Ljubljana is the capital of Slovenia, a nation of two million people nestled into the foothills of the Alps where Italy, Switzerland, and the Adriatic Sea meet.
Ljubljana has about 290,000 people itself. It came to my attention because National Geographic
suggested visiting, partly because it is "the most sustainable city in the world." The Times
praises its "car-free center, historic architecture, lots of green space and riverbanks lined with cafes, pubs and boutiques."
The architecture in the city center is a mix of Renaissance, neoclassical, and Art Nouveau.
One of the highlights is the famous Dragon Bridge, completed in 1901.
There are many parks.
The independence Slovenia achieved in 1991 was its first. It was ruled over by the Romans, the Ostrogoths, Charlemagne, the Bavarians, and various German emperors, ending up on the front lines of the long war between the Christians and the Turks. When the Austro-Hungarian Empire was split up it became part of the failed experiment known as Yugoslavia. And then when Yugoslavia fell apart, Slovenia achieved independence easily, since it was more geographically compact and ethnically unified than the other states. Above, detail from a 1689 panorama of Ljubljana.
Ljubljana is an ancient place, perhaps founded around a Roman fort; Roman baths turned up in excavations for a new university a few years ago. It was a significant place in the later Middle Ages; the sources usually call it by a German name, Laibach.
These days it is a great combination of laid back and efficient, and I would love to explore it.
If you're bored with the city you can head out into the Alpine countryside, past the vineyards where they make excellent wine
to the famous Like Bled with its island monastery, one of the most photographed places in Europe.
With a famous cliff-top castle besides, all only 30 miles (50 km) from the city. You can row around on a boat, or just sit and absorb the beauty. What a place to think of on this hot July day in Maryland.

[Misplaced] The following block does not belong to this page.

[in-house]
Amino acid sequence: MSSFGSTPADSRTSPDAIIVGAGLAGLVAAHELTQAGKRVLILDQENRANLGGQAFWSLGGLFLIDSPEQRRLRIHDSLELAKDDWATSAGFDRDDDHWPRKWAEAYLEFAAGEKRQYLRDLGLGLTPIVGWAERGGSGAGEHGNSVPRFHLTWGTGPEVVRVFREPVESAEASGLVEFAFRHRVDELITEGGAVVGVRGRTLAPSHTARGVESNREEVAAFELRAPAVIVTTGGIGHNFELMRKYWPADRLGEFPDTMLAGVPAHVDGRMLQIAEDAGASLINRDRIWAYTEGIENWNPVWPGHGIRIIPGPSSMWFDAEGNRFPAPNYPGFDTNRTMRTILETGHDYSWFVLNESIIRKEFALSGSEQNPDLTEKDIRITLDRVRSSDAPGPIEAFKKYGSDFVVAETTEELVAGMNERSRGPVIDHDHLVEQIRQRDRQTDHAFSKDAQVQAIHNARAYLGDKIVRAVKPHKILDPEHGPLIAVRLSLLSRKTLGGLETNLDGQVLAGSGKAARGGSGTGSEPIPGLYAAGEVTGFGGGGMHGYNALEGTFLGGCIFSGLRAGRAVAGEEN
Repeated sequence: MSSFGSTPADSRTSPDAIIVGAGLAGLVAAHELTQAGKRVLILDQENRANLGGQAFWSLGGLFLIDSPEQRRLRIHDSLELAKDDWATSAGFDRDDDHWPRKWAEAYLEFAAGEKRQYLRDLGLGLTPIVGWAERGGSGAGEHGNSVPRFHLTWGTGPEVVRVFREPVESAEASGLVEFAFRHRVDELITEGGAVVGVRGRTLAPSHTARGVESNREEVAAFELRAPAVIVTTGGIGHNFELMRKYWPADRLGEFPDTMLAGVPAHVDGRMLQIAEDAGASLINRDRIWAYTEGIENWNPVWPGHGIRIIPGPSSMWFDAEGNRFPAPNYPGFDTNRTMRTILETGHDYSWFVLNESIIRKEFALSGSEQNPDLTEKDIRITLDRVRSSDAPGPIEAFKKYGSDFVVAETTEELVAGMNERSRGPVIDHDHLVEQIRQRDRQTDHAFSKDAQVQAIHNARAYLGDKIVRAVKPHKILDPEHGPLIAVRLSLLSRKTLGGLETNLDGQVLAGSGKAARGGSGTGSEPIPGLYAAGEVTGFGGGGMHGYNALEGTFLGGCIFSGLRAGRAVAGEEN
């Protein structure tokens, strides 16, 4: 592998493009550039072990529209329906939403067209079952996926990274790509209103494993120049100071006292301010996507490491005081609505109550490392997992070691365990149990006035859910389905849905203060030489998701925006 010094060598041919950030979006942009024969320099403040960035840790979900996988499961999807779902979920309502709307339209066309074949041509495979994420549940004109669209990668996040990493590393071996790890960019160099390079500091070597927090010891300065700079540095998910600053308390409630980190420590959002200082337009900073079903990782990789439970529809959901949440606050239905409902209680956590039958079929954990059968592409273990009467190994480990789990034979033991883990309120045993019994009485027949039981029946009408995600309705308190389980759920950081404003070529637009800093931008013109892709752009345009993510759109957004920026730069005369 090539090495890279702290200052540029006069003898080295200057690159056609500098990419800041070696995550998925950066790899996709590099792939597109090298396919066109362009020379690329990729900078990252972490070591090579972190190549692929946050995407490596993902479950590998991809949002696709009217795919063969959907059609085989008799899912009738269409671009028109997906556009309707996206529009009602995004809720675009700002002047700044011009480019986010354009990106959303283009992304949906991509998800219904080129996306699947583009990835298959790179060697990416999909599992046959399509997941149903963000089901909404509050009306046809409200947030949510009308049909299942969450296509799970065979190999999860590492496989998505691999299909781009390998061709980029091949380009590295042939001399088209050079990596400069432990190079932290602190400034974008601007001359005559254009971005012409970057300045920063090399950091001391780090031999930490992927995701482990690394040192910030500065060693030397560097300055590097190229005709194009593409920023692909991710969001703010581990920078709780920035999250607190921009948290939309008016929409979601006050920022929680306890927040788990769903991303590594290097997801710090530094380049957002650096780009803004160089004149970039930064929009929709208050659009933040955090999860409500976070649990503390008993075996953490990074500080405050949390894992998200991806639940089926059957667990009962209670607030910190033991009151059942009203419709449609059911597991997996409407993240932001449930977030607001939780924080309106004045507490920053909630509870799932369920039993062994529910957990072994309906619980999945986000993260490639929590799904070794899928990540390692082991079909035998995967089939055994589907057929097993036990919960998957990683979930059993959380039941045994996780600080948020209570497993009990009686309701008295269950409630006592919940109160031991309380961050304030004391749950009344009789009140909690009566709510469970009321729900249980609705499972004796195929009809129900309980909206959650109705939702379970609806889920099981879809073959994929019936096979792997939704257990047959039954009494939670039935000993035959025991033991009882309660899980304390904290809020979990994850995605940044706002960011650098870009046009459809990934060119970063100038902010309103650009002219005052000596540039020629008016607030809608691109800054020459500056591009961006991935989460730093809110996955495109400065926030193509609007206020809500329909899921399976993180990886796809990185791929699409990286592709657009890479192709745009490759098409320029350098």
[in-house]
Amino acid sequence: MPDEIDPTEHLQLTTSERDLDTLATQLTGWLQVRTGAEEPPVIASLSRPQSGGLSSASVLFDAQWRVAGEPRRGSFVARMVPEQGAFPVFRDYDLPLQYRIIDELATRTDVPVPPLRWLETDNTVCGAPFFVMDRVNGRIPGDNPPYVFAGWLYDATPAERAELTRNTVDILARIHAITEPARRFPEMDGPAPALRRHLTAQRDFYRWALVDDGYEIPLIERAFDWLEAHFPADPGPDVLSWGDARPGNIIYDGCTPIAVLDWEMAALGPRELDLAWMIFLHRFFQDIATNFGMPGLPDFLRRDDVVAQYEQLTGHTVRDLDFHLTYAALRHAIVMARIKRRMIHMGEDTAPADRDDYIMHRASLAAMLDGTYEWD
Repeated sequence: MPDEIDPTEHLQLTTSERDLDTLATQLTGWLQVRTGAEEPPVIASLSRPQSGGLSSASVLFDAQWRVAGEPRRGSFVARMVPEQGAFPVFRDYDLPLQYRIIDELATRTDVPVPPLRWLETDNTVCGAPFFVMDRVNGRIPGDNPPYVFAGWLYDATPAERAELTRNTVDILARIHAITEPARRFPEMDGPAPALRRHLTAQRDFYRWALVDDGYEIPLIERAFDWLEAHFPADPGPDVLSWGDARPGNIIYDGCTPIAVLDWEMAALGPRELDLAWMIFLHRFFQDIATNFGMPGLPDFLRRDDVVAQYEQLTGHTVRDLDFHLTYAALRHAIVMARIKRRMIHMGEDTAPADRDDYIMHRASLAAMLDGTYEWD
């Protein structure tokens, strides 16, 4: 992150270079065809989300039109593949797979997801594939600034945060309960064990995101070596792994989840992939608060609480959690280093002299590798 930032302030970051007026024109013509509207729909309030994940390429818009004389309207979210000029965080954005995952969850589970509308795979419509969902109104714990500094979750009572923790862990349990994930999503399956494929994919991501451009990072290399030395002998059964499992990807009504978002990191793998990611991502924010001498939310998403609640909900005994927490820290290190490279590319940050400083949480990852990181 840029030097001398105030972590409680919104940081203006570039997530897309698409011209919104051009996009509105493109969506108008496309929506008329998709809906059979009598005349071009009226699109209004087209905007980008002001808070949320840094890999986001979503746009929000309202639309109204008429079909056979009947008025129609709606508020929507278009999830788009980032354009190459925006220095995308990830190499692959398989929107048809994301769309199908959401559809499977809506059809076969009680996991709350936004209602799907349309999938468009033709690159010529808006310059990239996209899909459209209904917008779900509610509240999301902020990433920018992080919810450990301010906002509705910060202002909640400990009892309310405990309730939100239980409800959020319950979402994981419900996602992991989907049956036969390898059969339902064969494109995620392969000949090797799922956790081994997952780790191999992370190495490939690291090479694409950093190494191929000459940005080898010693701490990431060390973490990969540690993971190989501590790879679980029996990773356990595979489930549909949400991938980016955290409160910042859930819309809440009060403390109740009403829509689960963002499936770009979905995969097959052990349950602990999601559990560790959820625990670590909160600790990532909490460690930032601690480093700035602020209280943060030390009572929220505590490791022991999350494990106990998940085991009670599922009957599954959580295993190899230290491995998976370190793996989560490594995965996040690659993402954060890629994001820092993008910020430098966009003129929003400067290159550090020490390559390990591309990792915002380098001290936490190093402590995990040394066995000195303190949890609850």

I got curious about the cost of living, since it seems like a pretty nice place to live overall. Some selections from the first source I found:
Monthly rent for 85 m2 (900 Sqft) furnished accommodation in EXPENSIVE area: $1,073
Monthly rent for 85 m2 (900 Sqft) furnished accommodation in NORMAL area: $823
Utilities 1 month (heating, electricity, gas ...) for 2 people in 85m2 flat: $230
Monthly rent for a 45 m2 (480 Sqft) furnished studio in EXPENSIVE area: $610
Monthly rent for a 45 m2 (480 Sqft) furnished studio in NORMAL area: $439
Utilities 1 month (heating, electricity, gas ...) for 1 person in 45 m2 studio: $182
Internet 8 Mbps (1 month): $27
1 liter (1/4 gallon) of gas: $1.56
Monthly ticket public transport: $45
2 tickets to the movies: $14
500 gr (1 lb.) of boneless chicken breast: $4.55
Bread for 2 people for 1 day: $1.22
Et cetera, et cetera...
In pretty much every regard except gasoline prices, it's as cheap as or cheaper than the ugly, inconvenient, not-very-nice place I currently live - and public transport and a walkable city would make gas prices not matter as much.
Of course, wages are different. The minimum wage in Slovenia is only $5.69 hourly, or $990.70 a month, so it could be a bit of a stretch to make ends meet on an entry level job. I'd like to know median wages, but all my searches bring up is average wages, which is not what I want.
Language of course would be a concern, but my sources suggest certain industries such as the technology sector care less about speaking Slovenian, and hire English and German speakers regularly.
There's also taxes to consider, which I'm not going to take the time to delve into. But overall? Doesn't seem half bad. I imagine rents would be cheaper if you could find unfurnished options, as well. And you'd have lots of travel options throughout the EU, which would be nice.
Post a Comment